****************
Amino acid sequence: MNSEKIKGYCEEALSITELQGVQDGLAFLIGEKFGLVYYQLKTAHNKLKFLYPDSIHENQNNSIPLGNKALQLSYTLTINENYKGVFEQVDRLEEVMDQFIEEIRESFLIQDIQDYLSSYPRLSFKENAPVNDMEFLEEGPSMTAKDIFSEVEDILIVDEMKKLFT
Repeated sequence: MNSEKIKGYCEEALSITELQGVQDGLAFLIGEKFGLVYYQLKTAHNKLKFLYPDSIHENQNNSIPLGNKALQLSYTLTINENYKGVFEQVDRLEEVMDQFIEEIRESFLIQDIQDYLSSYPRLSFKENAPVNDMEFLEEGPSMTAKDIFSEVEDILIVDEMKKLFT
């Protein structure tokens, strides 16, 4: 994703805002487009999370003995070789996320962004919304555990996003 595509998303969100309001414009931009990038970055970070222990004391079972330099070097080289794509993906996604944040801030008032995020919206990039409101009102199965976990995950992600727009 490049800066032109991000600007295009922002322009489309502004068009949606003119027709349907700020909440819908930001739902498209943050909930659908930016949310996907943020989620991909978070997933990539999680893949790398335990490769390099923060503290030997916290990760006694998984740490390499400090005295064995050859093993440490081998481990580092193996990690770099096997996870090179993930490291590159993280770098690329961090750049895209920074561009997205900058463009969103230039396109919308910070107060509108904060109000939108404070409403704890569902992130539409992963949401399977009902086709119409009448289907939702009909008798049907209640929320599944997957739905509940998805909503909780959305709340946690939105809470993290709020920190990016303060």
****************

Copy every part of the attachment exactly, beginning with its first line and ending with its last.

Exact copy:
Amino acid sequence: MNSEKIKGYCEEALSITELQGVQDGLAFLIGEKFGLVYYQLKTAHNKLKFLYPDSIHENQNNSIPLGNKALQLSYTLTINENYKGVFEQVDRLEEVMDQFIEEIRESFLIQDIQDYLSSYPRLSFKENAPVNDMEFLEEGPSMTAKDIFSEVEDILIVDEMKKLFT
Repeated sequence: MNSEKIKGYCEEALSITELQGVQDGLAFLIGEKFGLVYYQLKTAHNKLKFLYPDSIHENQNNSIPLGNKALQLSYTLTINENYKGVFEQVDRLEEVMDQFIEEIRESFLIQDIQDYLSSYPRLSFKENAPVNDMEFLEEGPSMTAKDIFSEVEDILIVDEMKKLFT
């Protein structure tokens, strides 16, 4: 994703805002487009999370003995070789996320962004919304555990996003 595509998303969100309001414009931009990038970055970070222990004391079972330099070097080289794509993906996604944040801030008032995020919206990039409101009102199965976990995950992600727009 490049800066032109991000600007295009922002322009489309502004068009949606003119027709349907700020909440819908930001739902498209943050909930659908930016949310996907943020989620991909978070997933990539999680893949790398335990490769390099923060503290030997916290990760006694998984740490390499400090005295064995050859093993440490081998481990580092193996990690770099096997996870090179993930490291590159993280770098690329961090750049895209920074561009997205900058463009969103230039396109919308910070107060509108904060109000939108404070409403704890569902992130539409992963949401399977009902086709119409009448289907939702009909008798049907209640929320599944997957739905509940998805909503909780959305709340946690939105809470993290709020920190990016303060």